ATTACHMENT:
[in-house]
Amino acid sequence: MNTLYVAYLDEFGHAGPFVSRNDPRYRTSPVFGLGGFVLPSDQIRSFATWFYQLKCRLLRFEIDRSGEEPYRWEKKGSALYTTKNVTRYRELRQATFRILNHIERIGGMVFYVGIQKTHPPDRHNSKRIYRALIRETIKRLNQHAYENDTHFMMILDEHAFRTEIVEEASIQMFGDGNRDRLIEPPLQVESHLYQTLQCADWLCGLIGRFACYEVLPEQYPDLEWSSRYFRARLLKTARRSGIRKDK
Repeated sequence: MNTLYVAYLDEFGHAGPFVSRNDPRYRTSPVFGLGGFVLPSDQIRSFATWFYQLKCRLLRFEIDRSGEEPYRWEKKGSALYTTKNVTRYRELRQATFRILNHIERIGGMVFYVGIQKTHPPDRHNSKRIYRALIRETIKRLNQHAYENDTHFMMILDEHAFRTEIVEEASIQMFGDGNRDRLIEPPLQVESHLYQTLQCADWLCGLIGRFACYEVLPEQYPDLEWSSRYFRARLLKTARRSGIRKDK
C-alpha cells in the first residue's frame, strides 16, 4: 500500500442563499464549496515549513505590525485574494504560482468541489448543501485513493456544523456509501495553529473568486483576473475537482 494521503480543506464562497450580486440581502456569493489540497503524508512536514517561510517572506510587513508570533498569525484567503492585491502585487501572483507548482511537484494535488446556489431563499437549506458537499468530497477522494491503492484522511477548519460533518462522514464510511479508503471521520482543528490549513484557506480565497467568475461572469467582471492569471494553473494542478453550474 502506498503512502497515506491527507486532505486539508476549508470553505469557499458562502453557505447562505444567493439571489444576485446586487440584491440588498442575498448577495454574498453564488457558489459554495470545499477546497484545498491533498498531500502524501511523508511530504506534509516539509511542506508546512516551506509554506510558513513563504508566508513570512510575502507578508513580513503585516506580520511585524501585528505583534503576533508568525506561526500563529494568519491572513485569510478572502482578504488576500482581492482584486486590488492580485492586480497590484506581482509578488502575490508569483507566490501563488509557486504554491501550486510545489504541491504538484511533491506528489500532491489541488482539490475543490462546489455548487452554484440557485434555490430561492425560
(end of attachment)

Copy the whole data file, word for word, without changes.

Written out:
[in-house]
Amino acid sequence: MNTLYVAYLDEFGHAGPFVSRNDPRYRTSPVFGLGGFVLPSDQIRSFATWFYQLKCRLLRFEIDRSGEEPYRWEKKGSALYTTKNVTRYRELRQATFRILNHIERIGGMVFYVGIQKTHPPDRHNSKRIYRALIRETIKRLNQHAYENDTHFMMILDEHAFRTEIVEEASIQMFGDGNRDRLIEPPLQVESHLYQTLQCADWLCGLIGRFACYEVLPEQYPDLEWSSRYFRARLLKTARRSGIRKDK
Repeated sequence: MNTLYVAYLDEFGHAGPFVSRNDPRYRTSPVFGLGGFVLPSDQIRSFATWFYQLKCRLLRFEIDRSGEEPYRWEKKGSALYTTKNVTRYRELRQATFRILNHIERIGGMVFYVGIQKTHPPDRHNSKRIYRALIRETIKRLNQHAYENDTHFMMILDEHAFRTEIVEEASIQMFGDGNRDRLIEPPLQVESHLYQTLQCADWLCGLIGRFACYEVLPEQYPDLEWSSRYFRARLLKTARRSGIRKDK
C-alpha cells in the first residue's frame, strides 16, 4: 500500500442563499464549496515549513505590525485574494504560482468541489448543501485513493456544523456509501495553529473568486483576473475537482 494521503480543506464562497450580486440581502456569493489540497503524508512536514517561510517572506510587513508570533498569525484567503492585491502585487501572483507548482511537484494535488446556489431563499437549506458537499468530497477522494491503492484522511477548519460533518462522514464510511479508503471521520482543528490549513484557506480565497467568475461572469467582471492569471494553473494542478453550474 502506498503512502497515506491527507486532505486539508476549508470553505469557499458562502453557505447562505444567493439571489444576485446586487440584491440588498442575498448577495454574498453564488457558489459554495470545499477546497484545498491533498498531500502524501511523508511530504506534509516539509511542506508546512516551506509554506510558513513563504508566508513570512510575502507578508513580513503585516506580520511585524501585528505583534503576533508568525506561526500563529494568519491572513485569510478572502482578504488576500482581492482584486486590488492580485492586480497590484506581482509578488502575490508569483507566490501563488509557486504554491501550486510545489504541491504538484511533491506528489500532491489541488482539490475543490462546489455548487452554484440557485434555490430561492425560